Life moves at a rapid pace. There are times when it can feel like everyone around you is working toward something. They walk with deafening purpose. You must follow or catch up, or you’ll fall back and fail.
I feel myself thinking in those terms quite often. Work. Work. Work. There’s always something happening, someone else is always advancing, if I make a wrong step I’ll miss out.
I’m in the summer before my senior year, currently dabbling in a bit of freelancing for a Downtown Los Angeles based newspaper, so I’ve had a couple months to catch my breath. I was randomly looking through my book shelf, and came across a book that I’ve heard a lot about yet have never gotten around to reading: “Tuesdays with Morrie.”
I gave it a shot and couldn’t put it down. The story is gripping. A student with no real purpose in life (the author, Mitch Albom) comes across a professor in college who he is drawn to immediately. They lose touch after Albom graduates from undergrad. He eventually goes to grad school for journalism and builds a life in the sports media industry.
One day he catches his old professor, Morrie Schwartz, on “Nightline,” and learns that Schwartz is suffering from ALS. Albom goes to visit Schwartz, and they soon pick up a routine of meeting on Tuesdays. They converse about life and other topics, which Albom writes about in the book.
Albom, a busy, fast-paced, hardworking journalist finds a sense of peace in breaking his hectic routine to visit his dying friend. And reading the book makes you feel as if you’re taking the journey with Albom, as a fly on the wall during their Tuesday talks.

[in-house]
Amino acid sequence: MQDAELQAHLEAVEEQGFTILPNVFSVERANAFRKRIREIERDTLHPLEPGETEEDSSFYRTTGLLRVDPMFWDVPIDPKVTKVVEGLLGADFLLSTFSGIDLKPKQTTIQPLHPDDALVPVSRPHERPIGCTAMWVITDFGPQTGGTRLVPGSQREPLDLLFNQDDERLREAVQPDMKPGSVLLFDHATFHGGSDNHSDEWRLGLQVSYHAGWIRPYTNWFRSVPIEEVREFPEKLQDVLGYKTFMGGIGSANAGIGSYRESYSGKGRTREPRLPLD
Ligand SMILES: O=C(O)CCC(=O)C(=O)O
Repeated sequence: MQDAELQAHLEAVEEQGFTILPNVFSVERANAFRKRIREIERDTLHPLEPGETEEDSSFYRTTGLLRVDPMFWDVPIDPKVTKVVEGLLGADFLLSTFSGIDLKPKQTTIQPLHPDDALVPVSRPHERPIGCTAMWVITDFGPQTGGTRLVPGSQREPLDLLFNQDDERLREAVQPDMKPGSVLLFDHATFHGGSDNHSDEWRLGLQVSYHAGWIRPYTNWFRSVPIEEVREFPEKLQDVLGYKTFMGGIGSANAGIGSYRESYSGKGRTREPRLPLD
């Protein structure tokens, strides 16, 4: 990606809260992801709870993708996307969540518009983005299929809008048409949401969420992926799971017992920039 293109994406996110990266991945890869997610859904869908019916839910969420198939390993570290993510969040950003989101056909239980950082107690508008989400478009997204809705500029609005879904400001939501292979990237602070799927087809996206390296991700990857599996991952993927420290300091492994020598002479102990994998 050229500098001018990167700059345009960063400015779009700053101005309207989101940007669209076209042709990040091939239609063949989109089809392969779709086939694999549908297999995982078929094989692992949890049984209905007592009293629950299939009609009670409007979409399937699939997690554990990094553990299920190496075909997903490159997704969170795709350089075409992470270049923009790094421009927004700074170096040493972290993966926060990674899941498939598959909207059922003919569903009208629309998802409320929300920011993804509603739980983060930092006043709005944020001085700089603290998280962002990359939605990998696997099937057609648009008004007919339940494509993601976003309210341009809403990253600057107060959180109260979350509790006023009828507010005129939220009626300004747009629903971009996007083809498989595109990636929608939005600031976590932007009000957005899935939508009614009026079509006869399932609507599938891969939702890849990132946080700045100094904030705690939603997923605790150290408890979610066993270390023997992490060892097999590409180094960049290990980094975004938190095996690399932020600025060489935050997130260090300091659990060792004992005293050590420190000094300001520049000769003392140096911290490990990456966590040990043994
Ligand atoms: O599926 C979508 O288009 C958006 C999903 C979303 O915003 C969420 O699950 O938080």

Additionally, Albom includes little anecdotes in between the chapters. For example, one being about a time in class in which Schwartz had them play the faith game (the one where you fall back into a stranger’s arms). It provides a striking point from Schwartz:
“Sometimes you cannot believe what you see, you have to believe what you feel” (61).
I reread the passages like that one a few times over — it gets you thinking, contemplating life. Something to sincerely appreciate about the book is that it isn’t a religious sermon. Schwartz nor Albom is preaching a specific belief to the masses. It’s simply candid, unfiltered conversations about life.
Another gem I’m sure many can relate to comes up as they have a talk about money:
“Do the kind of things that come from the heart. When you do, you won’t be dissatisfied, you won’t be envious, you won’t be longing for somebody else’s things. On the contrary, you’ll be overwhelmed with what comes back” (128).
And about marriage:
“Love each other or perish” (149).
A piece of advice that Schwartz repeats to Albom many times is that you must learn to die in order to live. Taking into consideration this book and the millions of copies it’s sold, the people it’s touched, that rings eerily true. Based off what Albom writes, Schwartz appreciated almost every moment of his life in a way that allowed him to embrace his own inevitable death.
It made me think about what’s important in life — all the little things. Live with purpose, because at the end of the road, the fame and fortune fades away. You’re only left with family and those you touched along the way.